Lucie was born on 25th January 201x, the smallest of our 3 kids and covered in vernix. While getting her ready to feed for the first time, Lucie opened her eyes and looked up at me. “I think she has some vernix in her eye” I casually said to one of the midwives, thinking absolutely nothing of it, and got back to staring at my baby.
After seeing a registrar, ophthalmologist and eventually the head of ophthalmology at the hospital in the space of 24 hours, our sweet Lucie was diagnosed with not only a super dense cataract in her right eye, leaving her with no vision at all in that eye, she also had a cataract in her left eye that was allowing her some sight. On top of that, she had a condition called microphthalmia, which means her eyes are underdeveloped, with again her poor right eye being much worse. We were told she would need surgery on her right eye to remove the lens. The left eye would be left as she still had some sight and the risk of complications was so high due to her eyes' small size. The head of ophthalmology told us that the surgery was going to be tricky and she wasn’t optimistic but she wanted to try. We were unsure what the point was if the professionals weren’t hopeful, but we agreed to the surgery. While waiting to hear about a surgery date, Lucie underwent blood tests, extra hearing tests, and an MRI to try and figure out a cause and if there were any other conditions. Thankfully, all were fine. It would later be determined that due to no family history on either side, it was most likely a gene mutation that occurred while I was pregnant, and Lucie has a 50/50 chance of passing it onto her children.
Lucie was booked for surgery on 9th March. On the Monday beforehand, I received a call to say our surgeon had to go on leave suddenly, and so the surgery was cancelled and we would get a phone call within 2 weeks to reschedule. This caused instant panic as Lucie was only a few days shy of 7 weeks which is when the surgery is best done. However within 5 minutes I had another call to say that our surgeon had organised for us to be seen by the Head of Ophthalmology for the state, before she left. We immediately headed up to another hospital to be seen, where we were told that not only would Lucie have surgery on her right the next day (Tuesday), they were pretty sure her left eye would need the lens removed but would confirm that after her first surgery.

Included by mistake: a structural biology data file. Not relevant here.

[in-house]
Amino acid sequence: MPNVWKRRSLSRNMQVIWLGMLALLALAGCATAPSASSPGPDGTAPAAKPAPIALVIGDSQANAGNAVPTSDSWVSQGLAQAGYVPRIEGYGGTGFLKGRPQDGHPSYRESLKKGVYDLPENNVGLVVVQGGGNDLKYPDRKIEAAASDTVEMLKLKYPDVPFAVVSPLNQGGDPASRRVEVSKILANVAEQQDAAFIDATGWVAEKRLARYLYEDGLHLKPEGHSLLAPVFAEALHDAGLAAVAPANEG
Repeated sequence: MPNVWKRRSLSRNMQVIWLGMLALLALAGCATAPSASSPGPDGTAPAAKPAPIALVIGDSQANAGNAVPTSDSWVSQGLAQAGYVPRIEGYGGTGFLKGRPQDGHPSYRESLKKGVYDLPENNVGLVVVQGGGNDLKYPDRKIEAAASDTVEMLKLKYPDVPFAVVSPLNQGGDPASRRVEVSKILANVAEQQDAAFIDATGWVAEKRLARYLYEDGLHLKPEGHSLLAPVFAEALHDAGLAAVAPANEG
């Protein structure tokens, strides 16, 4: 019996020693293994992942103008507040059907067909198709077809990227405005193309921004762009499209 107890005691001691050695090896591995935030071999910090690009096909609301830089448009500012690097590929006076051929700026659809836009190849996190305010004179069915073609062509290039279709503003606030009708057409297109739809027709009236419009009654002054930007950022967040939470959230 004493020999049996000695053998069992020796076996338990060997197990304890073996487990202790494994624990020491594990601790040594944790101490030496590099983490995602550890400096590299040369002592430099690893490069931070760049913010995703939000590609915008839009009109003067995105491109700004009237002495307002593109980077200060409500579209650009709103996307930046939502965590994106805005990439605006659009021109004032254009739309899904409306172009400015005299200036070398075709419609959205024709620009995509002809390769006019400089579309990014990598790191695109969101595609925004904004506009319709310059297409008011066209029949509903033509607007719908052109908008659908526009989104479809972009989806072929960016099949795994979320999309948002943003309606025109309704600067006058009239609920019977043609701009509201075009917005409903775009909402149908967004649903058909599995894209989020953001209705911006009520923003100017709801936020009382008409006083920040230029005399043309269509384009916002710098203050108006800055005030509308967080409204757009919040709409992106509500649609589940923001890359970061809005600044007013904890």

We were nervous about meeting new doctors so close to surgery, but we now feel it was meant to be, Lucie was operated on by the best and we are still under their care. We're lucky enough to have a lovely bond with one of her surgeons especially, which is super comforting.
The surgery was due to take around 1 - 1.5 hours, we waited close to 3.5 hours before we heard anything. Lucie’s cataract surgery was a very tricky surgery and was one of the longest our surgeons had done (and still is to this day). As expected, Lucie was booked in on the Thursday to have her left lens removed which was thankfully a much simpler surgery. After almost a week in hospital, we headed home to continue administering many different drops into her eyes starting every hour, and slowly getting less over time.
Two weeks later we started the contacts journey which was emotional and challenging to say the least. It still is now sometimes but with the help of Lucie’s amazing optometrist, we are managing. Quite often in the early days, it would take my husband, our 2 older children and myself to restrain, distract, shine a light and remove the contacts. It always ended in tears, and not just from Lucie. Only now, 2.5 years in, have I managed to find a way to keep Lucie calm and still (most of the time) so I can remove her contacts.
Lucie went on to develop glaucoma in her right eye which we are managing with drops after a surgery to insert drains in her eye didn't work due to her eye being oddly shaped. We have patched on and off, and at the moment are using atropine drops rather than patches as Lucie would rip the patches off immediately no matter what I tried.
Although we are not 100% sure what her vision is, Lucie does not let anything get in her way, she is the cheekiest, funniest little lady. Her vision is normal to her, she hasn't known any different. Things are by no means always easy, we all still have our moments of feeling utterly devastated, deflated and wondering “why Lucie”. Lucie will no doubt have these moments later in life too, but she has already shown how strong and resilient she is, more than us most of the time. And she has an amazing older sister and brother who would do anything for her, just as her Daddy and I would.